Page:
The Russian MOD is performing some financial sleight of hand on military pay. Having announced indexation of military pay and pensions over several years beginning in early 2018, the MOD has now adjusted the schedule so that any rational Russian officer or NCO has to question the MOD’s real intentions.
The MOD increased pay and pensions by 4 percent on January 1, 2018 and promised similar raises in 2019 and 2020. Russian military personnel likely anticipated 4 percent on January 1, 2019.
However, on October 22, Deputy Defense Minister Tatyana Shevtsova told Krasnaya zvezda the MOD will now raise pay and pensions on October 1, 2019, October 1, 2020, and October 1, 2021 by 4.3, 3.8, and 4.0 percent respectively.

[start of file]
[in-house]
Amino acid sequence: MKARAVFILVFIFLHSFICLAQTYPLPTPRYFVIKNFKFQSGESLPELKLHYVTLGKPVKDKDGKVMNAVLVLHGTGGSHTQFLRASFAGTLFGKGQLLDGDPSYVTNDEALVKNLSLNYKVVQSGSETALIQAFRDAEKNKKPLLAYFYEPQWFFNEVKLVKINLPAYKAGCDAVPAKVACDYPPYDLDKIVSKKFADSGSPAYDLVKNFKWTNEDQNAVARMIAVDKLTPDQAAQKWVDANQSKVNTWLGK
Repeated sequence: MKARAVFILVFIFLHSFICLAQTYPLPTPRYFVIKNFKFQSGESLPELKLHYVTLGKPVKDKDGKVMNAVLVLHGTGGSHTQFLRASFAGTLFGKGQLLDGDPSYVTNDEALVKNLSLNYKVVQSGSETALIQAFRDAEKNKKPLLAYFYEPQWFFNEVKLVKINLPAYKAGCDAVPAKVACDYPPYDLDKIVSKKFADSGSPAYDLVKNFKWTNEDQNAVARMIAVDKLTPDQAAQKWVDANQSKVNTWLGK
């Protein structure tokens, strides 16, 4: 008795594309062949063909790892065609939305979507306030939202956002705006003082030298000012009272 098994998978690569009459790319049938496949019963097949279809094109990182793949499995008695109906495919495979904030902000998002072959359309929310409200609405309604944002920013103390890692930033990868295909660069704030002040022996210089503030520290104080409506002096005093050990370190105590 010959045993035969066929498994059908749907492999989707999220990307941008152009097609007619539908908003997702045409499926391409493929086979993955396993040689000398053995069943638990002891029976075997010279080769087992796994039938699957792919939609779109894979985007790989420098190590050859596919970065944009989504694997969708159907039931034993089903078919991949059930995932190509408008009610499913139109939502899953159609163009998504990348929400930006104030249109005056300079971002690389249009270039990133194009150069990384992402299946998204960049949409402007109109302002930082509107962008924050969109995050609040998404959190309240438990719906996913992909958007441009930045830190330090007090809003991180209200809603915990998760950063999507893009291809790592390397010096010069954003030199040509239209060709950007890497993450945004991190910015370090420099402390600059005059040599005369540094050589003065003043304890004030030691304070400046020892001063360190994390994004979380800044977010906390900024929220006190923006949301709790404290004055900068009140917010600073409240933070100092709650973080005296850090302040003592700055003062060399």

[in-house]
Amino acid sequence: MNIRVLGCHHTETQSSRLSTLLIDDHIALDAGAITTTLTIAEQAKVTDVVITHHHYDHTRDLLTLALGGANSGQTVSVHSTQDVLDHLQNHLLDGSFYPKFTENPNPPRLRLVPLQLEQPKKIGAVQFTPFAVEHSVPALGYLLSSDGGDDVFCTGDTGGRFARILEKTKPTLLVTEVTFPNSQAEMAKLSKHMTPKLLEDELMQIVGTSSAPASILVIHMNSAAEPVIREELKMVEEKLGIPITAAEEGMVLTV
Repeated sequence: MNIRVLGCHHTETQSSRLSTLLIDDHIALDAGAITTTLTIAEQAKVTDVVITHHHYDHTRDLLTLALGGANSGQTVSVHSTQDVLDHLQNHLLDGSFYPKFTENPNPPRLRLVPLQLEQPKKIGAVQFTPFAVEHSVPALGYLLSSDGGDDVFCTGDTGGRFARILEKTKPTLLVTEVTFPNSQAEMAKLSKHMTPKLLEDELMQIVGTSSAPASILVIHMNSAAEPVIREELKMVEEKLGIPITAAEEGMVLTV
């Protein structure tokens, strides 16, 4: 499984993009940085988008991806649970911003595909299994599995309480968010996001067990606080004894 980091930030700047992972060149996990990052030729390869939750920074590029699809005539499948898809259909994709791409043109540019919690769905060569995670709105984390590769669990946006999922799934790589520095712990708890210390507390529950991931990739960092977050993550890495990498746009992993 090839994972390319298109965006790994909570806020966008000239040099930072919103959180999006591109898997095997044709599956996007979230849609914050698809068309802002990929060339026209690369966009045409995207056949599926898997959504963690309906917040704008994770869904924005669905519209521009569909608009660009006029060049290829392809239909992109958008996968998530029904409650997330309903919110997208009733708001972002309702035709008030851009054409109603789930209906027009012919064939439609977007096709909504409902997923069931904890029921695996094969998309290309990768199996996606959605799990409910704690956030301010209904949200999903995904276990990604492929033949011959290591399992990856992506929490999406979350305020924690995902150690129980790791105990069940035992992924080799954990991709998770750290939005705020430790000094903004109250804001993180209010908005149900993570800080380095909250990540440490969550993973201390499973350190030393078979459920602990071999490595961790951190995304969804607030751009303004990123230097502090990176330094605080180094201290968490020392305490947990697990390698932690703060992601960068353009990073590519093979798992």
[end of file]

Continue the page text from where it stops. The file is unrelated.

So instead of 12 months, it becomes 22 months between raises. Then presumably they will become annual (and the military even gets a bonus year in 2021). But likely no one is holding his breath for that.
Ms. Shevtsova didn’t have as much joy for the MOD’s roughly 900,000 civilian workers. She said certain categories of civilians in military-scientific institutions are making 95,000 or 84,000-86,000 rubles per month. The pay schedule for the lowest-earning MOD civilians has been increased four times during the past three years, she said. But it must be so insignificant that she didn’t deign to illustrate with examples of how pay for those workers has been raised.
Recall, until January 1, no indexation for inflation had been provided since the Russian military salary structure was revamped and increased in 2012. Cumulative inflation in the interval has amounted to 50 percent. While tame right now, annual inflation for 2018 is still running at 2.5 percent which eats some of this year’s pay increase.